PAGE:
This is why I am a fan of fair taxes and the few plans out there.

I submit that there is absolutely nothing wrong with letting people keep more of what they earn. I further submit the previous statement is not incompatible with thinking that anyone who believes in “trickle down” as any sort of serious economic theory in light of all the above is just part of the problem. Just pick a side and then blame the other side.
 

TCROW

Active Member
Who would you trust with wealth - the guy who made it, or the guy who's taking it from him?
Indeed, I don’t want government to take any more of anyone’s money.

I just want them to quit trying to be social architects is all.
 

GURPS

INGSOC
PREMO Member
It's used as a pejorative since Reagan to ridicule his economic plans.

If I Recall Correctly 'Trickle Down Economics' WAS Reagen's Economic Platform in 1980

Also refereed to as 'Supply Side Economics' or Reaganomics

called Voodoo Economics by Bush before he lost the nomination to Reagan


Surprise Surprise Surprise ... originally a Democratic idea from 1896 Interesting





Trickle-Down and the Laffer Curve
American economist Arthur Laffer, an advisor to the Reagan administration, developed a bell-curve style analysis that plotted the relationship between changes in the official government tax rate and actual tax receipts. This became known as the Laffer Curve.

The nonlinear shape of the Laffer Curve suggested taxes could be too light or too onerous to produce maximum revenue; in other words, a 0 percent income tax rate and a 100 percent income tax rate each produce $0 in receipts to the government. At 0 percent, no tax can be collected; at 100 percent, there is no incentive to generate income. This should mean that specific cuts in tax rates would boost total receipts by encouraging more taxable income.

Laffer’s idea that tax cuts could boost growth and tax revenue was quickly labeled “trickle-down.” Between 1980 and 1988, the top marginal tax rate in the United States fell from 70 to 28 percent. Between 1981 and 1989, total federal receipts increased from $599 to $991 billion. This empirically supported one of the assumptions of the Laffer Curve. However, it neither shows nor proves a correlation between a reduction in top tax rates and economic benefits to low- and medium-income earners.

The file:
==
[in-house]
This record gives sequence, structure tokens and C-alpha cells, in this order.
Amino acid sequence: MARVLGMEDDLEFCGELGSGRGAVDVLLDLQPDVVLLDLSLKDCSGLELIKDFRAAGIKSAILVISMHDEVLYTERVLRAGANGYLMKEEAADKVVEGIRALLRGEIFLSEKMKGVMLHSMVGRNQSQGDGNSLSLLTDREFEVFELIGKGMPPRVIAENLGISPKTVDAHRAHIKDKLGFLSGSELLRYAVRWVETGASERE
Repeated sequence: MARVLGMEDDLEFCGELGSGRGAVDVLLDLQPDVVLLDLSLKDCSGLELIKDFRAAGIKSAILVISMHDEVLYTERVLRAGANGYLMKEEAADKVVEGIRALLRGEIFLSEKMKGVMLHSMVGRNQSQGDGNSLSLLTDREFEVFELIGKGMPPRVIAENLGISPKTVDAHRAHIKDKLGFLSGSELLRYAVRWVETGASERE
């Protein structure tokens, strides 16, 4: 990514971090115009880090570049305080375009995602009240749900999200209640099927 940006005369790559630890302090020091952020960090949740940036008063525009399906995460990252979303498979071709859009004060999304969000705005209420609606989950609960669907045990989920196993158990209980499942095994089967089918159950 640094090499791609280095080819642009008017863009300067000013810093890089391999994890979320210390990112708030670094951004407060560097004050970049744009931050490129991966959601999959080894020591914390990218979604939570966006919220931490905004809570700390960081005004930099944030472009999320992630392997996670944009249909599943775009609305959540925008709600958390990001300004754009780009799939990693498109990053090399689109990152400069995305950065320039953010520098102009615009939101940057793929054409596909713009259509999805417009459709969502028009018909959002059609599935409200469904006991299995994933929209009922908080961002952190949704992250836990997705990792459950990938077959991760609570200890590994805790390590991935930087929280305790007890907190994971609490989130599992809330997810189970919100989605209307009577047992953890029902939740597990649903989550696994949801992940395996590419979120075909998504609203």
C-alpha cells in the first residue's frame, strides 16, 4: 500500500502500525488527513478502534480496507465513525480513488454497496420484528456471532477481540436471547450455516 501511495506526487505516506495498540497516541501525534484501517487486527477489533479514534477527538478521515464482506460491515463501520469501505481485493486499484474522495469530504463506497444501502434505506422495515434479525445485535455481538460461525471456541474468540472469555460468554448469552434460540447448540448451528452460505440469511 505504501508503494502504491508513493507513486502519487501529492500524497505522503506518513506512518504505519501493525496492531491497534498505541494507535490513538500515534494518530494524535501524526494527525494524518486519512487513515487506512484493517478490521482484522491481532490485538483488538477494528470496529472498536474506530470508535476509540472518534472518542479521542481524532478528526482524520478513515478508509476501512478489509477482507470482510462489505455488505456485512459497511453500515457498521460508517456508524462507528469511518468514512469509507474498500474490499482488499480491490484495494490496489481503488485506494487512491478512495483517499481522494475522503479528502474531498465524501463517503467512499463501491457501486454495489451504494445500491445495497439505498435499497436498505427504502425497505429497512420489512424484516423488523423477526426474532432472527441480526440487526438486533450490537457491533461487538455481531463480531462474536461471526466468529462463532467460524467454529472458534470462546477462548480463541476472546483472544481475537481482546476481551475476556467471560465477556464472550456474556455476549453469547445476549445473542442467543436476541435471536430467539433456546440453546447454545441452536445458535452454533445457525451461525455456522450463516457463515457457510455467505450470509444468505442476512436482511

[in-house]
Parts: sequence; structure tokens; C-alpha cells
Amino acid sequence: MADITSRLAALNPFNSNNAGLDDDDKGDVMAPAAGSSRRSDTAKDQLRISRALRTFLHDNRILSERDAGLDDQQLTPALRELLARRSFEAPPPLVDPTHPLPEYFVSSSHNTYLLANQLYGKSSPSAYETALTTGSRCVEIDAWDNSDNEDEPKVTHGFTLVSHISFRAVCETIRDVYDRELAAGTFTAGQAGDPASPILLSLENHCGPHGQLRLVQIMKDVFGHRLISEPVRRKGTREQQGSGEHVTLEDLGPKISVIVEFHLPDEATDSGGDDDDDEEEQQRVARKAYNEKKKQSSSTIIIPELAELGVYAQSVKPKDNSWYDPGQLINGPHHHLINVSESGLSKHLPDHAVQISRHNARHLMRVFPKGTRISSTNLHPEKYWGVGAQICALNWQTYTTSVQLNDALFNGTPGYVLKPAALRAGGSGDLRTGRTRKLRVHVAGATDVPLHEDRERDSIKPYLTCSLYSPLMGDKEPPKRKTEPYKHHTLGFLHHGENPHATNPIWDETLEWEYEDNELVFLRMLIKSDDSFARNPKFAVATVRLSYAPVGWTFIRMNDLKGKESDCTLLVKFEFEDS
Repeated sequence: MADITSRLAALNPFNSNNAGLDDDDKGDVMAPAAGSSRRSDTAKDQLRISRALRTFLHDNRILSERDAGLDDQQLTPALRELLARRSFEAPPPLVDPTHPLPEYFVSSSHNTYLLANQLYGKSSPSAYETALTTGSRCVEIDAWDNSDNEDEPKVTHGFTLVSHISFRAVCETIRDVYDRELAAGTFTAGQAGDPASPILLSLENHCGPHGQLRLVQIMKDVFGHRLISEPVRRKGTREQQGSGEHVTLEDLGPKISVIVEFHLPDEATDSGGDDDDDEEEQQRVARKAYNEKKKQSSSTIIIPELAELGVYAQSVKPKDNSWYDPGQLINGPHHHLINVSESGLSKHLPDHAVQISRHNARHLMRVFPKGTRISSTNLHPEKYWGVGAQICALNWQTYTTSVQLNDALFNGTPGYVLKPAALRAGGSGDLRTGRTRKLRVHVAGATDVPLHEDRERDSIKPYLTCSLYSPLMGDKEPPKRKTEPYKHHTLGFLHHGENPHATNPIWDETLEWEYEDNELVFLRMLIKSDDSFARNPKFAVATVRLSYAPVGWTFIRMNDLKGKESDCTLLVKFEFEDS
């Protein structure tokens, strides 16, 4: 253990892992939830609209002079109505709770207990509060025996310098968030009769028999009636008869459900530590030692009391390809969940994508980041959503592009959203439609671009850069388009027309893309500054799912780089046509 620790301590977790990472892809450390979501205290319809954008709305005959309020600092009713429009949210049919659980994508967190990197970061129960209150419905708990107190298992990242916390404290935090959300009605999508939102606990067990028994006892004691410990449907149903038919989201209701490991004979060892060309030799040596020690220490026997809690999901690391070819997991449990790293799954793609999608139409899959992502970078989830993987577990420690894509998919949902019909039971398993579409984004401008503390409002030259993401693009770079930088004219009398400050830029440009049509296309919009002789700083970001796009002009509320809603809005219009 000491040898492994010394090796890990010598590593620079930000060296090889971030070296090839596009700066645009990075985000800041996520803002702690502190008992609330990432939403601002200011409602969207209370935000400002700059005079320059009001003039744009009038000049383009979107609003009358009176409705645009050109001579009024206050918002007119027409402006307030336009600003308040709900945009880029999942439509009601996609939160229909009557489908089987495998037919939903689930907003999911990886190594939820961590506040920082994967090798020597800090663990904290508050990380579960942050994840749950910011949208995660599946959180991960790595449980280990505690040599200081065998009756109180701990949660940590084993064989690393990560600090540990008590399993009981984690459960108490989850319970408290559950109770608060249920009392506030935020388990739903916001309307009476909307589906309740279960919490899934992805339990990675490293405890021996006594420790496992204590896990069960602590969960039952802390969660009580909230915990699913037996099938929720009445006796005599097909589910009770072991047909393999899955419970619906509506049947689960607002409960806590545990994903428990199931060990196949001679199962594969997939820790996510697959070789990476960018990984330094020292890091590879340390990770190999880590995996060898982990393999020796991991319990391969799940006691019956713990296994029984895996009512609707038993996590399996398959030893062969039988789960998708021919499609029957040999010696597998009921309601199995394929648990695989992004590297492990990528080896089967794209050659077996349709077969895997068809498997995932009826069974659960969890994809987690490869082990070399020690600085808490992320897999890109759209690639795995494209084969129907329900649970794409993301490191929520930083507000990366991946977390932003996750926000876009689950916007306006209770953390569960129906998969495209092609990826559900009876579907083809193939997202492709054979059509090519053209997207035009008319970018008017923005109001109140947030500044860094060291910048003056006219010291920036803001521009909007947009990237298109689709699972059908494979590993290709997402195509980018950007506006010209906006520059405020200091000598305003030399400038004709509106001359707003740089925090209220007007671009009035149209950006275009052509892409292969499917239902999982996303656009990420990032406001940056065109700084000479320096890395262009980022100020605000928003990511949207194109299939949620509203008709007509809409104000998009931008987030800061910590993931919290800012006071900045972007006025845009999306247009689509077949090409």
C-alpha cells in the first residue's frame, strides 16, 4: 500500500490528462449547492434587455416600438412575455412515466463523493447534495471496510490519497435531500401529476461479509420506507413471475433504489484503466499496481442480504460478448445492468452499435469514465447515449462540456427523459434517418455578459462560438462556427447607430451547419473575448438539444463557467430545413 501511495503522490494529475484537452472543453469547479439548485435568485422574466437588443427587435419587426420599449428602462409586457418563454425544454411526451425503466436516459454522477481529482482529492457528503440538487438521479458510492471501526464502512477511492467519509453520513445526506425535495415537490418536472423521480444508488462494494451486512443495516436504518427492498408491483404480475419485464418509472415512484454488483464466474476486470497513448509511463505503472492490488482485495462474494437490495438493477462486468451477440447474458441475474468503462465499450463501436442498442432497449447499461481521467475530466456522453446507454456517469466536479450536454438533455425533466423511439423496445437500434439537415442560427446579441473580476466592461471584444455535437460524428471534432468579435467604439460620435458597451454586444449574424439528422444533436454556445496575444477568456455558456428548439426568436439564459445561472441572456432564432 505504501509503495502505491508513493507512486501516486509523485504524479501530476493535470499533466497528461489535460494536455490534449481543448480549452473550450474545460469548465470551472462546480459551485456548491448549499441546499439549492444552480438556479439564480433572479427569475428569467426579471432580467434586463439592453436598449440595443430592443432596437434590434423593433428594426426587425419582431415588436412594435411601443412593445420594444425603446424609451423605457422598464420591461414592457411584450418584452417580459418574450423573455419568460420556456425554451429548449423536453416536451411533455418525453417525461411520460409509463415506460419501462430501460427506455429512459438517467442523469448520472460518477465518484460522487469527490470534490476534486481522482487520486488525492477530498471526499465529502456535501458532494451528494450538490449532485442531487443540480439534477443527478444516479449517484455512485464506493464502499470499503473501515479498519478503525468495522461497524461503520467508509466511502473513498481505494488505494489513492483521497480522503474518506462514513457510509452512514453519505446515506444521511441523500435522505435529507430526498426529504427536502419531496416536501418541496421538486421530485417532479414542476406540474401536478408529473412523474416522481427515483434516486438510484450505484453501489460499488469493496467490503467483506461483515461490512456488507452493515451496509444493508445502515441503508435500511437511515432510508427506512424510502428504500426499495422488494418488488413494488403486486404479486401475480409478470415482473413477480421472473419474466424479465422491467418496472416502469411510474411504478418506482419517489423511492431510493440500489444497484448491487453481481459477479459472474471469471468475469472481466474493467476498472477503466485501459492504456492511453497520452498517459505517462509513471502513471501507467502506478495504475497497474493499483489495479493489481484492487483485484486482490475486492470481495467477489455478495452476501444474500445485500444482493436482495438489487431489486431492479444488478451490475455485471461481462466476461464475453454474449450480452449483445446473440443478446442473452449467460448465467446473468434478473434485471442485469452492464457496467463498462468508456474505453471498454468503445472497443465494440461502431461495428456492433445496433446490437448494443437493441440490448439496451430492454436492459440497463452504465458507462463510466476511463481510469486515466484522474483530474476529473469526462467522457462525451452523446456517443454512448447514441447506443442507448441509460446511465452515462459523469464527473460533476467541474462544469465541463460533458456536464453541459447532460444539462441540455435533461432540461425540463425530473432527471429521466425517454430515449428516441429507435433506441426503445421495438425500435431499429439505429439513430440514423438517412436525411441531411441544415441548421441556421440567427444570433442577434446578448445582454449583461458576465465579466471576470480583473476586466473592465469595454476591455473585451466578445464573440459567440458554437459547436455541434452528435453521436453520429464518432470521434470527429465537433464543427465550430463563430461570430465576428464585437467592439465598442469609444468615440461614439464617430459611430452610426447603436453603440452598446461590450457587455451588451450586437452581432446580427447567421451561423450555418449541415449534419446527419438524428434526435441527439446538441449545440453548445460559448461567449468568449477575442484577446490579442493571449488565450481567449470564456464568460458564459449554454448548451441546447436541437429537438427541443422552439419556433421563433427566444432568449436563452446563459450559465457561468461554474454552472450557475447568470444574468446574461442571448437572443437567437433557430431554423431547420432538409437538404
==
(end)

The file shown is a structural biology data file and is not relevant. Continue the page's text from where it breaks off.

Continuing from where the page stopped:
Trickle-Down Economic Theory
Trickle-down economic theory is similar to supply-side economics. That theory states that all tax cuts, regardless of whether they are for businesses or workers, spur economic growth.

Trickle-down theory is more specific. It says targeted tax cuts work better than general ones. It advocates cuts to corporations, capital gains, and savings taxes. It doesn't promote across-the-board tax cuts. Instead, the tax cuts go to the wealthy.

Both trickle-down and supply-side proponents use the Laffer Curve to prove their theories. Arthur Laffer showed how tax cuts provide a powerful multiplication effect. Over time, they create enough growth to replace the government revenue lost from the cuts. The resulting expanded, prosperous economy provides a larger tax base.

But Laffer warned that this effect works best when taxes are in the "Prohibitive Range." This range goes from a 100 percent tax rate down to an unspecified rate around 50 percent.

If the tax rate falls below the Laffer Curve's prohibitive range, then further cuts won't stimulate economic growth enough to offset the lost revenue.
 

SamSpade

Well-Known Member
If I Recall Correctly 'Trickle Down Economics' WAS Reagen's Economic Platform in 1980
But I am pretty sure it's what his CRITICS called it, just as Reagan didn't call it "VooDoo" economics.
(You know, that phrase is only seared in my memory because of "Ferris Bueller". I'd long forgotten
it until the movie came out).
 

SamSpade

Well-Known Member
well yes ... Bush did when he was running against Reagan
well yes ... Bush did when he was running against Reagan
You know, kind of like when Nancy Pelosi was calling the tax cuts "crumbs" for the working people.
It's easy to call it crumbs from your ivory tower, living with millions, and ridicule those of us for whom
another 100 bucks in the paycheck is actually pretty nice.